CHILDREN’S GAMES

Boys at play, 1960/

Boys at play, 1960.

Hop-Scotch was a popular game among my contemporaries when I was a youngster, with an important proviso; it was only played by girls. I can find no reference to this fact in any writing on the subject, where it is referred to simply as a children’s game, as if it were played equally by boys and girls. Scotch-hop, as it was called two or three hundred years ago, does appear to have been a game played by boys – perhaps solely by boys – but by my time this was no longer the case. My father, in talking of the games he played as a lad, used to mention spinning tops, hoop and stick and skittles but never spoke of hop-scotch, so I think it was already banished from the boys’ playground by the early twentieth century. It was certainly the case in East Anglia; I wonder how widespread this feature is? On Wikipedia there is a picture which says it is of boys and girls playing the local version of hop-scotch in Cuba (known there as“pon”), but the photo shows only girls playing it. I wonder if the same gender division applies there?

Because I never played hop-scotch I have only a vague idea of the rules of the game. I know that one started by scratching the court into the ground with a stick, and then began the game by throwing a stone, but the finer points of the game, like which foot goes into which square as you hopped along, was something I never mastered. I was fortunate to go to a mixed school to have learned even this much. My sisters, who were both educated at a girl’s school, did not realise that boys did not play hop-scotch until I mentioned it late in life. When I moved on to a boys school hop-scotch disappeared from my firmament, to be replaced by such masculine sports as conkers and marbles, British bulldog and tag.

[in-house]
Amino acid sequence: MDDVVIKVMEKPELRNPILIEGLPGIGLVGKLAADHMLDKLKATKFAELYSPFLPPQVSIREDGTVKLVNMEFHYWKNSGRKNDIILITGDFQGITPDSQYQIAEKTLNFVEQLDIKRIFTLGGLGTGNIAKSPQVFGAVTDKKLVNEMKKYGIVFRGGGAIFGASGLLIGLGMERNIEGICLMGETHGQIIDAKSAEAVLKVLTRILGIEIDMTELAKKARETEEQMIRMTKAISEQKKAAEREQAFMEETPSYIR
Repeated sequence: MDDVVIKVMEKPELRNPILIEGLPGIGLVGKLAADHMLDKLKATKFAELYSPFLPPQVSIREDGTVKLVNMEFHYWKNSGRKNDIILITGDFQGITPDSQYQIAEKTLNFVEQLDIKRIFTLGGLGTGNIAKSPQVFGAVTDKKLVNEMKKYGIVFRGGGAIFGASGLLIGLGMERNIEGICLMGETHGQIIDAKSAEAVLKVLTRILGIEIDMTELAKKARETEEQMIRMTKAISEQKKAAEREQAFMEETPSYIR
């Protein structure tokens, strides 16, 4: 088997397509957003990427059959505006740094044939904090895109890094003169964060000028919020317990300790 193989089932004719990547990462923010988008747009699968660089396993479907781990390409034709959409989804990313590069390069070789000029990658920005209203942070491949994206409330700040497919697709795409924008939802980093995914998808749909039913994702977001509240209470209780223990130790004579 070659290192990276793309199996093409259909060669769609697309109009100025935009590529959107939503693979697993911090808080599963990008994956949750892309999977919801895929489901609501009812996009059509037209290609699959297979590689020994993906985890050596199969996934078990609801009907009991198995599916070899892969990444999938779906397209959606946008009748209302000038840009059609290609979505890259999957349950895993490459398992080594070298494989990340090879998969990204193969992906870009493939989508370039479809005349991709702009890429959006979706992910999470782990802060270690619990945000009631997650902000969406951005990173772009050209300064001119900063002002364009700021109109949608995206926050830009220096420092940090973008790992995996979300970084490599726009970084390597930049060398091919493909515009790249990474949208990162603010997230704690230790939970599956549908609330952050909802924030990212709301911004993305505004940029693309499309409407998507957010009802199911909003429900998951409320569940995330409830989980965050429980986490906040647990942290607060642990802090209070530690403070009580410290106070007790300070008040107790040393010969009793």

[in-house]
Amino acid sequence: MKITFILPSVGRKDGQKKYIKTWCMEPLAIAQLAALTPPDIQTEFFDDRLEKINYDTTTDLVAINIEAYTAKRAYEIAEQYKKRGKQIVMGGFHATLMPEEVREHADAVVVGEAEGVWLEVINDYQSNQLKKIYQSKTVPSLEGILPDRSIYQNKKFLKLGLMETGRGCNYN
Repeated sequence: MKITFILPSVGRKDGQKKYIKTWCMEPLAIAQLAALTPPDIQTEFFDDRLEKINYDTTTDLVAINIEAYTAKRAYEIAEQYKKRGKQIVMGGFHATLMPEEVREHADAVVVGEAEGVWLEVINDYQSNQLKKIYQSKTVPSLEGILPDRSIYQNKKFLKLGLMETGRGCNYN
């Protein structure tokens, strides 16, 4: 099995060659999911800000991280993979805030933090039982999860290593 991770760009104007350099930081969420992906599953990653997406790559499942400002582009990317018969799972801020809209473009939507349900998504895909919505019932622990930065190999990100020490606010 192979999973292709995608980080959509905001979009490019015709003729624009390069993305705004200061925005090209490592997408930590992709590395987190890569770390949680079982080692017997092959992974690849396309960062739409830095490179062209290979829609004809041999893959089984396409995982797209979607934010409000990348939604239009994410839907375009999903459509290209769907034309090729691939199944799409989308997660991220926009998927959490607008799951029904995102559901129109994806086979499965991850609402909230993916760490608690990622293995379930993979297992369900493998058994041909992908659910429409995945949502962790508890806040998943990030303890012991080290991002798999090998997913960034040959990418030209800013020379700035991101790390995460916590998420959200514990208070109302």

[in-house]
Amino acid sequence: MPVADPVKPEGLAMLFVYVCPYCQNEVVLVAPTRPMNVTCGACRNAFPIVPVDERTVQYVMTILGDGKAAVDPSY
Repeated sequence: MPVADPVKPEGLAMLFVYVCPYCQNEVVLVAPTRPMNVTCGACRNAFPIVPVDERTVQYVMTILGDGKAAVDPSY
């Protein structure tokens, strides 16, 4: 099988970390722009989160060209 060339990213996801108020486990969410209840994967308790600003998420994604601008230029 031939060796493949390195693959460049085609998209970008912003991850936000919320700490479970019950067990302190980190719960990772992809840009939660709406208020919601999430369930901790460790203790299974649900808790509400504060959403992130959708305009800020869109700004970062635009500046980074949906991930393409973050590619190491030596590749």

Skirts tended to get in the way as one played hop-scotch, especially as certain positions required the player to freeze in a rather unladylike posture with your legs wide apart, and so often the girls would tuck their skirts into their knickers before starting a game. It was a very popular game too. While we boys went off to play football or Cowboys and Indians, or dig in the sand pit, the girls would spend most playtimes at a game of hop-scotch.

I haven’t seen anyone of whichever sex playing hop-scotch for many years now, but that does not mean it isn’t played. I am merely an old man who does not mix with the young to any great extent. But with the modern tendency to play computer games I wonder if it is so popular as it once was. When it is played today perhaps the gender of hop-scotch players has changed. I have seen hop-scotch courts laid out on paving stones in school  play areas, and I am sure if it is supervised by a teacher as part of a PE lesson it would be played by boys as well as girls.

The official games that children played were part of the school timetable. Football and cricket are not children’s games because they are played by adults too. For girls the sports included rounders, but sometimes the boys joined in too. I suspect that this was because all the teachers were female. Although Miss Maudsley our head was quite happy to referee a game of football I think some of the schoolmistresses were more at ease taking a game of rounders.

I have already mentioned some of the other games I played as a lad. Doctors and Nurses and of course Mothers and Fathers were played with the girls, but most games were as rigidly segregated by gender as if we had gone to single-sex schools. We boys never scratched out elaborate plans of houses in the earth and the girls never joined in our endless games with our Dinky toys. Maybe some tom-boys would have liked to join in, but you had to be a very brave child to go against the gender stereotypes.

At home I played too, but play was different there. Parents, sisters and friends could sometimes be roped in, but much of the time I was on my own. A game of catch with a tennis ball was excellent from this point of view, because by bouncing it against a wall you needed nobody to play with. But most of my play at home involved lots of imagination – and toys.

JOSEPH MASON

joemasonspage@gmail.com

THE STORY OF EAST ANGLIAN LIFE

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